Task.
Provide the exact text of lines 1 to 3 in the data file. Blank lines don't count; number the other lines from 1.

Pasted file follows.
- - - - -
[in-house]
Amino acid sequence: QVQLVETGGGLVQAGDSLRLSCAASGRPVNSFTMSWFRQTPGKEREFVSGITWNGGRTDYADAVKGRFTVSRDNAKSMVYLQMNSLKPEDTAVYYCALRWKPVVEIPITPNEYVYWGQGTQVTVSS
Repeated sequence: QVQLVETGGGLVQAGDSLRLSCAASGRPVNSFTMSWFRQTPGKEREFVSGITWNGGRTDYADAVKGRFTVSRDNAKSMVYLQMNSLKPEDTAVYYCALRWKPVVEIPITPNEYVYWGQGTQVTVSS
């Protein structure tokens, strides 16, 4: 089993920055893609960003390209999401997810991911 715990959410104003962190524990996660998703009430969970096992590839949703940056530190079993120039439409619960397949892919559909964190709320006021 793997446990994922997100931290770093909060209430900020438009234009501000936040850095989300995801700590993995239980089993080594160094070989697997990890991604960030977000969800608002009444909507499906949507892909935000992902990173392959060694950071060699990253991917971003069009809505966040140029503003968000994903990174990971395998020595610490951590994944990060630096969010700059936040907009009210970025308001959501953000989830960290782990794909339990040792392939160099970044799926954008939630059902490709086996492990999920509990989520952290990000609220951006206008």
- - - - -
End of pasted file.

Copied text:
[in-house]
Amino acid sequence: QVQLVETGGGLVQAGDSLRLSCAASGRPVNSFTMSWFRQTPGKEREFVSGITWNGGRTDYADAVKGRFTVSRDNAKSMVYLQMNSLKPEDTAVYYCALRWKPVVEIPITPNEYVYWGQGTQVTVSS
Repeated sequence: QVQLVETGGGLVQAGDSLRLSCAASGRPVNSFTMSWFRQTPGKEREFVSGITWNGGRTDYADAVKGRFTVSRDNAKSMVYLQMNSLKPEDTAVYYCALRWKPVVEIPITPNEYVYWGQGTQVTVSS